Nice Job Breaking It, Hero: Chad and Taylor's Zany Scheme to con Troy into confessing he doesn't care about the callbacks for the musical, and forcing Gabriella to watch while he does so. Their intent, ostensibly, is to get Troy to focus on the upcoming basketball game, Gabby on the scholastic competition. What ensues is nearly the termination of the One True Pairing.
Only Sane Man: Troy and Gabriella in the first film as the only two people in the school who think its ok to have more than one hobby. Of course everyone else thinks they're the crazy ones: Just watch 'Stick To The Status Quo'.
Teacher Favoritism: Ms Darbus blatantly favors drama club presidents Sharpay and Ryan in the first film, even changing the callbacks to suit them. At the same time she picks on the innocent Troy purely because he's the basketball captain and her rival's son. She gets better in later movies.
Popularity Food Chain: Played with, the social groups operate in separate spheres rather than on a hierarchy. Each group looks down on the other equally: Sharpay the Alpha Bitch of the drama club, Taylor starts as an Academic Alpha Bitch of the nerds, Chad is a Jerk Jock and dominates the basketball team.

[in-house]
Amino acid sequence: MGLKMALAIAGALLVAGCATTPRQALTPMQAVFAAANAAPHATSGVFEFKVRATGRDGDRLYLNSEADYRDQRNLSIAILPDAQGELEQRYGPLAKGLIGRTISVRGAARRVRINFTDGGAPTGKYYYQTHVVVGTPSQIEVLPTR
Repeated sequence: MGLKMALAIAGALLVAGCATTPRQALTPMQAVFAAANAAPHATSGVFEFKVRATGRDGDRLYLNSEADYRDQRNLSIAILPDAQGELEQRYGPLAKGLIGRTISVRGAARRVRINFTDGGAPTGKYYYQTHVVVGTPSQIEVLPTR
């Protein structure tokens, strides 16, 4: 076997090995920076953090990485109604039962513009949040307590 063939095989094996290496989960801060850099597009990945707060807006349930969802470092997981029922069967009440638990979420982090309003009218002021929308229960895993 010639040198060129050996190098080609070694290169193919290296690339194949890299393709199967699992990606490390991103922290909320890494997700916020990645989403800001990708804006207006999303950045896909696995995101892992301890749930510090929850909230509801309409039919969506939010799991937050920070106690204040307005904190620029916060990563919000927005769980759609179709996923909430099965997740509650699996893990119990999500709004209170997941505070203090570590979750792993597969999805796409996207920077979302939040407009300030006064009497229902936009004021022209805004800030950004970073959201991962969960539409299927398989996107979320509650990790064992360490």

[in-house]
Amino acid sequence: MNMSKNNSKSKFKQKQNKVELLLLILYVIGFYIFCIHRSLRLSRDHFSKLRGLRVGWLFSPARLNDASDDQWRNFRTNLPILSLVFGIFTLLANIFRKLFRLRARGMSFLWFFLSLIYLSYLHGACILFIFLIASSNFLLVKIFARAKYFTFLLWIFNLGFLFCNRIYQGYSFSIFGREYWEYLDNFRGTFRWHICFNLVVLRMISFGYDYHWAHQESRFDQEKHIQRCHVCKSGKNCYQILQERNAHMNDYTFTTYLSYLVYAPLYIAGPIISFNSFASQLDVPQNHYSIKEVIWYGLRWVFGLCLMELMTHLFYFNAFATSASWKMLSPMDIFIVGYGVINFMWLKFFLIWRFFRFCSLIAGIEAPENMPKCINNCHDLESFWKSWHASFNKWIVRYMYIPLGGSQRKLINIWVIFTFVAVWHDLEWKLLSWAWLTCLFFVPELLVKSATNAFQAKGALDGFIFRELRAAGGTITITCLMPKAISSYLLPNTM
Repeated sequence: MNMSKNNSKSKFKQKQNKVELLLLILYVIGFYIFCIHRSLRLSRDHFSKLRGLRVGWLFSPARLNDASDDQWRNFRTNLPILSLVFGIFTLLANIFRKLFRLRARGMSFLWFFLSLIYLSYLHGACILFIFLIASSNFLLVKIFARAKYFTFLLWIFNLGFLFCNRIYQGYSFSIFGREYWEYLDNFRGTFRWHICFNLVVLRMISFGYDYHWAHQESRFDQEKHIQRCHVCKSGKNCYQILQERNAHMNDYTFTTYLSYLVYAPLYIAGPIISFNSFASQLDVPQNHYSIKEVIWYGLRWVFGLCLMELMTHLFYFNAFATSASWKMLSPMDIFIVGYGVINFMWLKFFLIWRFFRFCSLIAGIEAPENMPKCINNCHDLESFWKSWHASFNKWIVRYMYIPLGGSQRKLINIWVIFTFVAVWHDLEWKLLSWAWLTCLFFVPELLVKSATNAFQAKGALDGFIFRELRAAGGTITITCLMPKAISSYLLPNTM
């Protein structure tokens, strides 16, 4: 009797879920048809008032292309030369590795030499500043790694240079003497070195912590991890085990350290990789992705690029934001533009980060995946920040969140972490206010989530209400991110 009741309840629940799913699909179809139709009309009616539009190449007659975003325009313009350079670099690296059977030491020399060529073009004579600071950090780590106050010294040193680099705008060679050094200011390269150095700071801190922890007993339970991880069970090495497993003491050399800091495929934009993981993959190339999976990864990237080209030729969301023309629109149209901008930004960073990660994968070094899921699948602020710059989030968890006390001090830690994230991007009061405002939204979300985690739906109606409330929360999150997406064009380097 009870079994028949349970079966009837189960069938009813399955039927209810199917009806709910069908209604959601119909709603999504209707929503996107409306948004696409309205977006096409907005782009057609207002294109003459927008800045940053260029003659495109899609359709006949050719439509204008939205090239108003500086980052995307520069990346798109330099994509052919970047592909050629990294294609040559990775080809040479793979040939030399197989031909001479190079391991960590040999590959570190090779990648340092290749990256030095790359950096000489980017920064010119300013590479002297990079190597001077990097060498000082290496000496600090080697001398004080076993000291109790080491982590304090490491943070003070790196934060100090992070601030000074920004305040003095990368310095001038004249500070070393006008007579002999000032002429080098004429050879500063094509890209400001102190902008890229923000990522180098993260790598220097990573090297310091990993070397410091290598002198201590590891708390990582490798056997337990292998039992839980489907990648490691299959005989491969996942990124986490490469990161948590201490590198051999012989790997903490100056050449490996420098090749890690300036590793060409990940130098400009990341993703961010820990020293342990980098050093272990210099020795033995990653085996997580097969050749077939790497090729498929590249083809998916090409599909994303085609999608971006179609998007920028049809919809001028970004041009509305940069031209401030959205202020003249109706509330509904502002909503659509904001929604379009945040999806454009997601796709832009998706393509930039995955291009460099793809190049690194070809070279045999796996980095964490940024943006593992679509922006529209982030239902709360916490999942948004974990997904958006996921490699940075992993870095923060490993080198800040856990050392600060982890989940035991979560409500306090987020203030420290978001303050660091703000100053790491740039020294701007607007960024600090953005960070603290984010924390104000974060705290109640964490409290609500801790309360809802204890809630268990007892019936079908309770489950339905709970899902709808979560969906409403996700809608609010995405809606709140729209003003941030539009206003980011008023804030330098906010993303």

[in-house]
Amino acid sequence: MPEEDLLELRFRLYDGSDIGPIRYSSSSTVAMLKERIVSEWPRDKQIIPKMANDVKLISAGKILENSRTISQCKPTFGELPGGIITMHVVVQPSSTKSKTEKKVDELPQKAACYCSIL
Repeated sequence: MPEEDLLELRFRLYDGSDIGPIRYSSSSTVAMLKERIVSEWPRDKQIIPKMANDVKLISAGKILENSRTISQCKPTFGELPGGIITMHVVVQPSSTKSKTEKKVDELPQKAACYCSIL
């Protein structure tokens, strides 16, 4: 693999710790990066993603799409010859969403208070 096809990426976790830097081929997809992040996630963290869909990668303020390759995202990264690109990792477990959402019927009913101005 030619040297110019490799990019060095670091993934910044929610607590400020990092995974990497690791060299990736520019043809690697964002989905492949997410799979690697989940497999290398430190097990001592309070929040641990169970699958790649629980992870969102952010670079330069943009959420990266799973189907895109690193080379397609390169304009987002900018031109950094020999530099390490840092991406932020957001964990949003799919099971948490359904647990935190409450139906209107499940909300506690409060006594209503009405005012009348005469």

Psychologist Teacher: Ms Darbus in #3, when she counsels Troy about choosing between basketball and theatre.
Serious Business: The passion and drama put into songs about things like the jock and the genius daring to try out for the musical reach ludicrous levels.
For example, see "Stick to the Status Quo". "No, no, NOOOOOOOOO!!!" about a basketball player being able to bake, a nerdy girl liking hip-hop, and a skater dude playing the cello indeed.
School Bullying Is Harmless: Chad's actions definitely play this trope as far as emotional bullying goes, with him leading the entire basketball team in yelling at Troy for daring to sing, and guilting him into insulting Gabriella. note Including using his fraught relationship with his dad as emotional blackmail. Despite this Troy never gets angry with Chad and only seems to blame himself for breaking, even though he's obviously the victim of intense peer pressure and everything shouldn't be as fine and happy as it turned out.
Taylor's treatment of Gabriella isn't much better, as she records Troy's stressed response and shows it to Gabriella, (who struggles fitting in, and currently see's Troy as her only real friend), completely devastating her. Like Chad, Taylor's never called out for it, everything turns out fine and she becomes Gabriella's best friend anyway.
Single Girl Seeks Most Popular Guy: Played disturbingly straight with Sharpay's obsession with Troy. She wants him purely because he's - in her words - "East High's Primo Guy" and pursues him relentless for the status he'll give her. No wonder Troy has a complex about being the 'basketball guy'.